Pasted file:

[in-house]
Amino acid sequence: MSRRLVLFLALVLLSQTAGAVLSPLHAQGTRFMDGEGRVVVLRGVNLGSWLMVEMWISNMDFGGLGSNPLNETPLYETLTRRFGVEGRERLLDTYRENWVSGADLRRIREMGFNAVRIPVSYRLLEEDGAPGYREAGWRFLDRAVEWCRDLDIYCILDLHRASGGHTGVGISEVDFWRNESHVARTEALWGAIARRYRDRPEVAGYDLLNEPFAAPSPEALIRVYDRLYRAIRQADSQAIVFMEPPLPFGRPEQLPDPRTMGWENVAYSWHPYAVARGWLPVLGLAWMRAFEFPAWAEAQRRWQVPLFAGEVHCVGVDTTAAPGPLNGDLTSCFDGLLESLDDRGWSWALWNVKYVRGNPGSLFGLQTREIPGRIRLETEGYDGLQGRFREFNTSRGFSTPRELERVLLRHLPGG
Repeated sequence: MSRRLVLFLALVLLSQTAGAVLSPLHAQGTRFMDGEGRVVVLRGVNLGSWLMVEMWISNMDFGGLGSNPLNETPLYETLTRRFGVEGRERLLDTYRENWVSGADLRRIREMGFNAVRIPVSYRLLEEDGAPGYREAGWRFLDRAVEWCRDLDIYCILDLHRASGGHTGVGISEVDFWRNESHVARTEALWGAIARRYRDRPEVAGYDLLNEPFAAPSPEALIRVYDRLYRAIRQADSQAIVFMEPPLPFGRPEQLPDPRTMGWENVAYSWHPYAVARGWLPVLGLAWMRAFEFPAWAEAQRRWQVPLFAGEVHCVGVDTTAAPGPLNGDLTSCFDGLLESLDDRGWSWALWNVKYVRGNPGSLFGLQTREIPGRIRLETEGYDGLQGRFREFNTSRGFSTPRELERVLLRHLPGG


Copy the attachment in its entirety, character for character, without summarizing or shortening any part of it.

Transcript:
[in-house]
Amino acid sequence: MSRRLVLFLALVLLSQTAGAVLSPLHAQGTRFMDGEGRVVVLRGVNLGSWLMVEMWISNMDFGGLGSNPLNETPLYETLTRRFGVEGRERLLDTYRENWVSGADLRRIREMGFNAVRIPVSYRLLEEDGAPGYREAGWRFLDRAVEWCRDLDIYCILDLHRASGGHTGVGISEVDFWRNESHVARTEALWGAIARRYRDRPEVAGYDLLNEPFAAPSPEALIRVYDRLYRAIRQADSQAIVFMEPPLPFGRPEQLPDPRTMGWENVAYSWHPYAVARGWLPVLGLAWMRAFEFPAWAEAQRRWQVPLFAGEVHCVGVDTTAAPGPLNGDLTSCFDGLLESLDDRGWSWALWNVKYVRGNPGSLFGLQTREIPGRIRLETEGYDGLQGRFREFNTSRGFSTPRELERVLLRHLPGG
Repeated sequence: MSRRLVLFLALVLLSQTAGAVLSPLHAQGTRFMDGEGRVVVLRGVNLGSWLMVEMWISNMDFGGLGSNPLNETPLYETLTRRFGVEGRERLLDTYRENWVSGADLRRIREMGFNAVRIPVSYRLLEEDGAPGYREAGWRFLDRAVEWCRDLDIYCILDLHRASGGHTGVGISEVDFWRNESHVARTEALWGAIARRYRDRPEVAGYDLLNEPFAAPSPEALIRVYDRLYRAIRQADSQAIVFMEPPLPFGRPEQLPDPRTMGWENVAYSWHPYAVARGWLPVLGLAWMRAFEFPAWAEAQRRWQVPLFAGEVHCVGVDTTAAPGPLNGDLTSCFDGLLESLDDRGWSWALWNVKYVRGNPGSLFGLQTREIPGRIRLETEGYDGLQGRFREFNTSRGFSTPRELERVLLRHLPGG